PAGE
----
Greg S. Castilla has a Ph.D. in multicultural education from the University of Washington. He currently supervises the Children’s Academy of the Department of Health and Social Services in Seattle. This article was published in the Opinion Section, Yellow Pad Column of BusinessWorld, December 3, 2007 edition, pages S1/4 and S1/5.
Fr. Carlos Abesamis, a friend for many years, is suffering from cancer and is currently confined at the Jesuit infirmary at the Loyola Heights in Quezon City. He has touched so many people, including me, not only with his friendship, but also with his commitment to social justice. From far away Seattle, this article is written as a tribute to a man who, in his sickness, continues to “fight the good fight.”
Fr. Carlos H. Abesamis, S.J. and I have something in common in addition to having known a core of progressive Religious of the Good Shepherd nuns in the 1970s. We were both appalled by the imposition of Martial Law in 1972 and were overwhelmed by our enthusiasm for new ways of serving the people in times of political repression. He was at that time a theology professor at the Loyola School of Theology, and I was a young Jesuit scholastic. Etched in our heart and soul was the Jesuits’ marching order to be “men for others.”
Known to many by his moniker, Abe, he was not like the colorful ex-priest Ed de la Torre who instantly, and almost magically, became the idol of young, idealistic religious men and women when he joined the underground national democratic movement. Abe was different. He was not the epitome of the dashing, charismatic leader. He thrived in his quiet ways by patiently explaining to someone like me the need to critically analyze society and the role that the Church and the Jesuits should play.
He has been a great mentor to me ever since I met him. He was partly responsible for my own political awakening. I was with him at the historic January 26, 1970 demonstration in front of Congress when hell broke loose and a phalanx of truncheon-wielding policemen attacked a crowd of some 50,000 demonstrators. I’ve been amazed by the way he puts into action his commitment to social justice. Whether he is conducting a seminar for Church-affiliated groups or leading a discussion on the national situation (“nat-sit”), he can take the problems apart, analyze them, and offer a solution that defies the stereotypical activist with a ready answer. One week spent with Abe is equivalent to a week of intense discussion. He can be political without compromising his faith.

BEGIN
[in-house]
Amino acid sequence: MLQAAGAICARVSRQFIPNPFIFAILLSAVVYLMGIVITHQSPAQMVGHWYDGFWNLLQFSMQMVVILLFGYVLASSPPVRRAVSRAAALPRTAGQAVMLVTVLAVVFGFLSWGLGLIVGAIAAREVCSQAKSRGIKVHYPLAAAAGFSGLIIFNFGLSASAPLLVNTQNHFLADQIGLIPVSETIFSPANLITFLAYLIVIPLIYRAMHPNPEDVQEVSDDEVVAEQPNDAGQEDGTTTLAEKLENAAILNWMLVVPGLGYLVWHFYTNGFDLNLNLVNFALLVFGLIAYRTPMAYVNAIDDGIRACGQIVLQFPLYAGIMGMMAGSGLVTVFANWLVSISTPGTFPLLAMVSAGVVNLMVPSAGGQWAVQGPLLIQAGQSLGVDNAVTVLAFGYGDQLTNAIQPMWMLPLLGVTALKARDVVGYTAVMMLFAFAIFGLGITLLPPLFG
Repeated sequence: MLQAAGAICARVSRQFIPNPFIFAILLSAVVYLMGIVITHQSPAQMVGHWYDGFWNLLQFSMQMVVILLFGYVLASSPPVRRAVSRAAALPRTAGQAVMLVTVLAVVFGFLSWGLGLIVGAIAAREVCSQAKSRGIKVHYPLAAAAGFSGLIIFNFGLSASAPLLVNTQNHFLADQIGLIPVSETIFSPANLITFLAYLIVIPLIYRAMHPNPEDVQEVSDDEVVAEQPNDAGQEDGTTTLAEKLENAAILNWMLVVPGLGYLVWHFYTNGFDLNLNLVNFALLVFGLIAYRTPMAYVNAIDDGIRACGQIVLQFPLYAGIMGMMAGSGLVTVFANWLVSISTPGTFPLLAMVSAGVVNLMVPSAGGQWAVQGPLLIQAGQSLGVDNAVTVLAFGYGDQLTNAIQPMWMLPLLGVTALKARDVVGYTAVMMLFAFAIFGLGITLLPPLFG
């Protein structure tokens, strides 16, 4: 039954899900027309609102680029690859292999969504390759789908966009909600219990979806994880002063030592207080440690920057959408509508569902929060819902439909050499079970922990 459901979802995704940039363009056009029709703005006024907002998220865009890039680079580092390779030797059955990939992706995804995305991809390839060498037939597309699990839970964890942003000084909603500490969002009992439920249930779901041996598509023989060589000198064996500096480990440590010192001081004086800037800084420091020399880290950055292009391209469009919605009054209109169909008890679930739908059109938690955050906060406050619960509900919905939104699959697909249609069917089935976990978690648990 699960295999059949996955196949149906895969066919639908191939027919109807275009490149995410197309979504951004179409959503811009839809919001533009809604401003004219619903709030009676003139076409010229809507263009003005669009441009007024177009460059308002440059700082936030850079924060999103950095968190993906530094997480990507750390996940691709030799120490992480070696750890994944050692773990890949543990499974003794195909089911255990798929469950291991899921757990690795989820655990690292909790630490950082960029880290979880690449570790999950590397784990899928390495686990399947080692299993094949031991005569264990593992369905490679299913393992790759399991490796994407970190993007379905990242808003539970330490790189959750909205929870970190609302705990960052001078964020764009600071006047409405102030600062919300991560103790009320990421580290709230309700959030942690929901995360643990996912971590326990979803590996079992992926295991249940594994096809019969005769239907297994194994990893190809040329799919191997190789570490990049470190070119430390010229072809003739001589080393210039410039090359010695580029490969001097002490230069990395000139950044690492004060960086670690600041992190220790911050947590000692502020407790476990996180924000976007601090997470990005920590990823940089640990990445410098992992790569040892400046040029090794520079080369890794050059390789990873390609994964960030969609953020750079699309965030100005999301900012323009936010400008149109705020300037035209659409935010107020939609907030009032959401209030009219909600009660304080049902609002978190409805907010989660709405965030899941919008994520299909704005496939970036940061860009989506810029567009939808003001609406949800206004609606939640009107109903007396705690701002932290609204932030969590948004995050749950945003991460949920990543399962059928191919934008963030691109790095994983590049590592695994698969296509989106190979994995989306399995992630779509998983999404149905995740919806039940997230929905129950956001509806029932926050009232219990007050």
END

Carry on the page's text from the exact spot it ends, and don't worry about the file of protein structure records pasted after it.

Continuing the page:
Abe is highly intelligent and he conveys that intelligence with confidence. It became quickly evident to us who watched him in action that he was not only passionate about his ideas, but he was also sincere and honest. I was drawn to him because he was simple, yet profound; critical, yet compassionate.
A visionary in his own way, it was Abe who started the concept of a “floating seminary” in the 1970s. The idea was for the seminarians to live outside the seminary and to immerse themselves among the people to understand their conditions better. They would then meet regularly to pray and reflect on their experiences, in addition to attending formal classes. Deemed too radical at that time, the experiment lacked organizational support and died naturally.